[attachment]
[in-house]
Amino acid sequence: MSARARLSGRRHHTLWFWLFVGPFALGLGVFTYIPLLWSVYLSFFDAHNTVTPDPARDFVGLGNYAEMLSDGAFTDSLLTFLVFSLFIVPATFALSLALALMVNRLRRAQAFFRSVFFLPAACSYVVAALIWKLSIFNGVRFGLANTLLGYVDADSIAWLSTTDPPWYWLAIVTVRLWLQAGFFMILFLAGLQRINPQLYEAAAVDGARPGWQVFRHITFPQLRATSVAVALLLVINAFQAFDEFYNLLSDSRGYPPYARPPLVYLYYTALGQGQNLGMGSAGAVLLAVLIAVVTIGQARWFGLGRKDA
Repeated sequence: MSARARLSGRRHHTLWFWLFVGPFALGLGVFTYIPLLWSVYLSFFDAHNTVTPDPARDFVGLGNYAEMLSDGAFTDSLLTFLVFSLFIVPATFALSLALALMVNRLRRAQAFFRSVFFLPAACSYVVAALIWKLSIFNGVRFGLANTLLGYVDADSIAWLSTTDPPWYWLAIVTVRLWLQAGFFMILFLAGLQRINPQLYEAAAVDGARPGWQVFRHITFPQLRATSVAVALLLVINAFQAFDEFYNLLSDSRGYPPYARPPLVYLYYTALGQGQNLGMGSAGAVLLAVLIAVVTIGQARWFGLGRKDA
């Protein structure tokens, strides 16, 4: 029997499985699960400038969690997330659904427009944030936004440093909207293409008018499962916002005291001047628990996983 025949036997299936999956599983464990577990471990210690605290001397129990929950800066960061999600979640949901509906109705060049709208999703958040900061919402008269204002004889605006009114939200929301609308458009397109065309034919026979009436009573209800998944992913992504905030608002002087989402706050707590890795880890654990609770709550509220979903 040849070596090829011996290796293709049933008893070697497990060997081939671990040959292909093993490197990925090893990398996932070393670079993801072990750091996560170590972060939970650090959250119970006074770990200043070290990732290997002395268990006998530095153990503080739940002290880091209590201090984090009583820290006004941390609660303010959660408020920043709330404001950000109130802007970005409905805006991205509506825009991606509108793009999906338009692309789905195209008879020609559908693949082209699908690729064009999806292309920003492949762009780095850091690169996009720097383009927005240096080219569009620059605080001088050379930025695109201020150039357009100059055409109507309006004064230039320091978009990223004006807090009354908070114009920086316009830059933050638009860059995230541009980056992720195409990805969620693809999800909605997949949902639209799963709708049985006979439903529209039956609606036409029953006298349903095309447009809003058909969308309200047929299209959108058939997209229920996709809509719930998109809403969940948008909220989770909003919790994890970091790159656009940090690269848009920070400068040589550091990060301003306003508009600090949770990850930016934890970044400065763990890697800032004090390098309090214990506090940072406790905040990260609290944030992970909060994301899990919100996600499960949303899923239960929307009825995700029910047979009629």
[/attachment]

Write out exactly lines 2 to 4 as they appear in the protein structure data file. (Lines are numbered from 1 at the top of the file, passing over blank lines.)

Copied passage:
Amino acid sequence: MSARARLSGRRHHTLWFWLFVGPFALGLGVFTYIPLLWSVYLSFFDAHNTVTPDPARDFVGLGNYAEMLSDGAFTDSLLTFLVFSLFIVPATFALSLALALMVNRLRRAQAFFRSVFFLPAACSYVVAALIWKLSIFNGVRFGLANTLLGYVDADSIAWLSTTDPPWYWLAIVTVRLWLQAGFFMILFLAGLQRINPQLYEAAAVDGARPGWQVFRHITFPQLRATSVAVALLLVINAFQAFDEFYNLLSDSRGYPPYARPPLVYLYYTALGQGQNLGMGSAGAVLLAVLIAVVTIGQARWFGLGRKDA
Repeated sequence: MSARARLSGRRHHTLWFWLFVGPFALGLGVFTYIPLLWSVYLSFFDAHNTVTPDPARDFVGLGNYAEMLSDGAFTDSLLTFLVFSLFIVPATFALSLALALMVNRLRRAQAFFRSVFFLPAACSYVVAALIWKLSIFNGVRFGLANTLLGYVDADSIAWLSTTDPPWYWLAIVTVRLWLQAGFFMILFLAGLQRINPQLYEAAAVDGARPGWQVFRHITFPQLRATSVAVALLLVINAFQAFDEFYNLLSDSRGYPPYARPPLVYLYYTALGQGQNLGMGSAGAVLLAVLIAVVTIGQARWFGLGRKDA
């Protein structure tokens, strides 16, 4: 029997499985699960400038969690997330659904427009944030936004440093909207293409008018499962916002005291001047628990996983 025949036997299936999956599983464990577990471990210690605290001397129990929950800066960061999600979640949901509906109705060049709208999703958040900061919402008269204002004889605006009114939200929301609308458009397109065309034919026979009436009573209800998944992913992504905030608002002087989402706050707590890795880890654990609770709550509220979903 040849070596090829011996290796293709049933008893070697497990060997081939671990040959292909093993490197990925090893990398996932070393670079993801072990750091996560170590972060939970650090959250119970006074770990200043070290990732290997002395268990006998530095153990503080739940002290880091209590201090984090009583820290006004941390609660303010959660408020920043709330404001950000109130802007970005409905805006991205509506825009991606509108793009999906338009692309789905195209008879020609559908693949082209699908690729064009999806292309920003492949762009780095850091690169996009720097383009927005240096080219569009620059605080001088050379930025695109201020150039357009100059055409109507309006004064230039320091978009990223004006807090009354908070114009920086316009830059933050638009860059995230541009980056992720195409990805969620693809999800909605997949949902639209799963709708049985006979439903529209039956609606036409029953006298349903095309447009809003058909969308309200047929299209959108058939997209229920996709809509719930998109809403969940948008909220989770909003919790994890970091790159656009940090690269848009920070400068040589550091990060301003306003508009600090949770990850930016934890970044400065763990890697800032004090390098309090214990506090940072406790905040990260609290944030992970909060994301899990919100996600499960949303899923239960929307009825995700029910047979009629």